ACA and RFRA: Setting the Scene The Affordable Care Act (ACA, commonly known as Obamacare) requires employers with 50 or more employees to provide health insurance. This insurance must cover certain contraceptive methods, including the so-called “morning after” pill. However, regulations under the ACA allow non-profit religious organizations to opt-out of providing contraceptive coverage to their employees by filing a notice of their religious objection to the Department of Health and Human Services (HHS) or the insurer or third-party administrator (TPA) of their health plan. Following an organization’s opt-out, the ACA will then require the insurer or TPA to provide separately for contraceptive coverage for the objecting employer’s employees. The Religious Freedom Restoration Act (RFRA) states that the government may not substantially burden a person’s exercise of religion unless the government satisfies the compelling interest test. The government satisfies the compelling interest test where (1) the burden’s application is in furtherance of a compelling government interest, and such application is (2) the least restrictive means of furthering that compelling interest. In Burwell v. Hobby Lobby the Court ruled that closely-held corporations are “persons” for purposes of RFRA, therefore the government is not challenging the assertion that nonprofit religious organizations are [read more]

Is This Really Legal? Warrantless Entry, Arrest, and Excessive Force in Alabama

A recent post-game celebration in Tuscaloosa, Alabama received national attention after local news reported an altercation between University of Alabama students and local police. Videos of the incident, captured by bystanders, paint a violent picture as police tasered students multiple times, threw them to the ground, struck them with batons and dragged them outside of their apartment. The video caused an immediate uproar on social media, prompting outrage and calls to eliminate excessive force and police brutality. In response, the Tuscaloosa Police Department promised a full investigation of the circumstances depicted in the video. However, after seeing the videos, many people still have questions about what happened. One Twitter user, reported by the Washington Post, asked a simple question: Is this legal? The short answer is no, and here is why. The facts, as shown in the video, actually raise two legal issues. First, was it legal for the police to enter the student’s apartment without a warrant and issue an arrest stemming from a noise complaint? And, second, was the use of force by the police in making the arrest—including the taser—legal? Let’s start with the first issue. The Fourth Amendment protects against unreasonable search and seizure, including warrantless [read more]

Plea Bargains — The Plea Bargainer’s Dilemma

Suppose two of your friends drive over to your house in New Jersey and pick you up for, what you believe, is a night on the town. As their car is pulling out of your driveway, two police cars pull up, sirens blaring, and the officers jump out, weapons drawn. You are arrested and charged as an accomplice in a robbery your friends just committed. You retain counsel, and she has bad news: inexplicably, an eyewitness has identified you at the scene of the robbery, and the case against your friends seems airtight.  She believes you have a strong defense – you have an alibi. The strength of this alibi, however depends heavily on your credibility at trial. She warns you that first degree robbery in New Jersey carries a presumptive sentence of fifteen years, with a minimum sentence of ten years, and you have to serve 85% of the sentence to be eligible for parole. But, there’s a bright side. –The prosecutor recognizes that there’s a possibility you weren’t an accomplice, so he’s willing to offer you a plea bargain: a two year sentence in exchange for your testimony against your friends. Rationally speaking, unless you are almost certain [read more]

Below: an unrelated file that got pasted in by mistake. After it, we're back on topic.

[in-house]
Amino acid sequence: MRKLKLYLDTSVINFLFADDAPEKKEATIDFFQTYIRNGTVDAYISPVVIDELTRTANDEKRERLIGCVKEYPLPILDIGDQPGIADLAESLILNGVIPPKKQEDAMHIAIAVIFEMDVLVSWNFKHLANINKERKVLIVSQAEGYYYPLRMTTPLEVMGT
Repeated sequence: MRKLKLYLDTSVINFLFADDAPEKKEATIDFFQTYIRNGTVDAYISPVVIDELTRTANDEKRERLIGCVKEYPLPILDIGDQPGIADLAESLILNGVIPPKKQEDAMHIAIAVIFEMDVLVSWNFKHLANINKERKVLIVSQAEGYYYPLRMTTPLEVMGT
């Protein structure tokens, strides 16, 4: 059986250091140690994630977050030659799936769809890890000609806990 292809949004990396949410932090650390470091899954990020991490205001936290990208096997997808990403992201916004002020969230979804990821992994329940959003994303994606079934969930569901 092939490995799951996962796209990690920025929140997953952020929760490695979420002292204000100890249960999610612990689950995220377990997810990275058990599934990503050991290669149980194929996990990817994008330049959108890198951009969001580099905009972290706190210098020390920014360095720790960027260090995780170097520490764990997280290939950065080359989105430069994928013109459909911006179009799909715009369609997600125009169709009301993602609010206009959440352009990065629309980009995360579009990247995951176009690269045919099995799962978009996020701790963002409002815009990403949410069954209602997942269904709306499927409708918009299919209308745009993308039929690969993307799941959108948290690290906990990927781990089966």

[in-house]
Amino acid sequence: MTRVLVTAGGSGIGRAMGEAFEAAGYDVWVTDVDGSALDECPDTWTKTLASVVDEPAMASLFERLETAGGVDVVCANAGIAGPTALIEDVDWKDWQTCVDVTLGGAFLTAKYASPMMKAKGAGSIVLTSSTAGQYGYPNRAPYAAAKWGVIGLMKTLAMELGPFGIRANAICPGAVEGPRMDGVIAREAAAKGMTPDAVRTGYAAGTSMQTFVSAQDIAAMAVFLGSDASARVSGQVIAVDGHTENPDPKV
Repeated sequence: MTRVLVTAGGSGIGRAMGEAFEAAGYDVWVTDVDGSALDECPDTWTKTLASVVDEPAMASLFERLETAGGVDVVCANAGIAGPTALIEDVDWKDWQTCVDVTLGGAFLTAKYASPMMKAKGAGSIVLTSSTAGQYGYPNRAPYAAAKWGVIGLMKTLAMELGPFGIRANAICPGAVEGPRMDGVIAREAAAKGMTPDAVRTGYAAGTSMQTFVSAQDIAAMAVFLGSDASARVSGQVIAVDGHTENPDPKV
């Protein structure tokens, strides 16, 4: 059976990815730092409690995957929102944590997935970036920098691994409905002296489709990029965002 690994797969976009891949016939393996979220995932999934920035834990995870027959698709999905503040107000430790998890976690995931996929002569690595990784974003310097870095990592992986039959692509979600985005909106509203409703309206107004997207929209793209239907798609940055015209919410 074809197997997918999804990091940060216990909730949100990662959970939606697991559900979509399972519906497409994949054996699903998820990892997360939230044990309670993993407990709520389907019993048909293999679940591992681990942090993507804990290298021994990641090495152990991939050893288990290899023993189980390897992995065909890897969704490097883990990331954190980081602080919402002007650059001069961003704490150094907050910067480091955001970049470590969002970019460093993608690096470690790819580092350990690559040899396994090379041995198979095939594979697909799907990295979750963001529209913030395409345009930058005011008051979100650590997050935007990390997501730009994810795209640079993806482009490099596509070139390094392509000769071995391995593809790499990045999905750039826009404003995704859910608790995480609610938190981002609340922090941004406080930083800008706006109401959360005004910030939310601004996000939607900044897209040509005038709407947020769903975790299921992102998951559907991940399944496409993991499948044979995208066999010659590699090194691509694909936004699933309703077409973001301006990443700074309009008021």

Is Daily Fantasy Sports Gambling?

In August of 2015, Forbes published an article highlighting the fast-growing daily fantasy sports (DFS) industry. The rise of fantasy sports and most specifically fantasy football has been truly remarkable. In recent years, fantasy football has absolutely exploded with over 30 million Americans playing fantasy football annually. Fueled by over one billion dollars in venture capital and powered by the internet, fantasy football has been rapidly evolving. It is this evolution that has, in many ways, shaped the controversy surrounding daily fantasy sports sites. Traditional Fantasy Sports: Traditional fantasy football gives players a chance to serve as team owners/managers and compete in a “league” of friends. The fantasy season begins with a “draft” process where each participant is permitted to select players for their team. In the standard league, each “owner” is required to fill a team roster. Each week of the football season, owners are matched up against an opposing owner. Points are then allocated based on various athletic achievements made by the players on their team. The winner of the weekly matchup is the team with the most points. The challenges continue until a winner is declared at the end of the football season. In 2006, Congress passed [read more]

It’s Time to Act (FAST) on Student Loans

Maybe it’s just because I’m a student, but it seems like every day there are new articles online about the decline of the American education system. Whether it’s test scores or school funding, we are constantly competing with other countries on several metrics. We know highly skilled workers drive our economy, so what are we doing to encourage people to go to college? Not enough. The choice whether or not to attend college is generally only made once, where costs—including both tuition and information costs—are imposed up-front, and benefits—potential earnings—are spread out over a long period of time. For many people, college seems unattainable or not worth it. In fact, 64% Americans think that President Obama’s goal of regaining the highest proportion of college graduates by 2020 is “not at all likely to happen” because “most people can’t afford college.” To tip the cost-benefit analysis in favor of attending college, the federal government provides student aid to lower costs. Still, to even have a chance at receiving federal aid, students must first navigate the bureaucratic beast known as the Free Application for Federal Student Aid, or FAFSA. When faced with the 108-question long complex form it is not hard to [read more]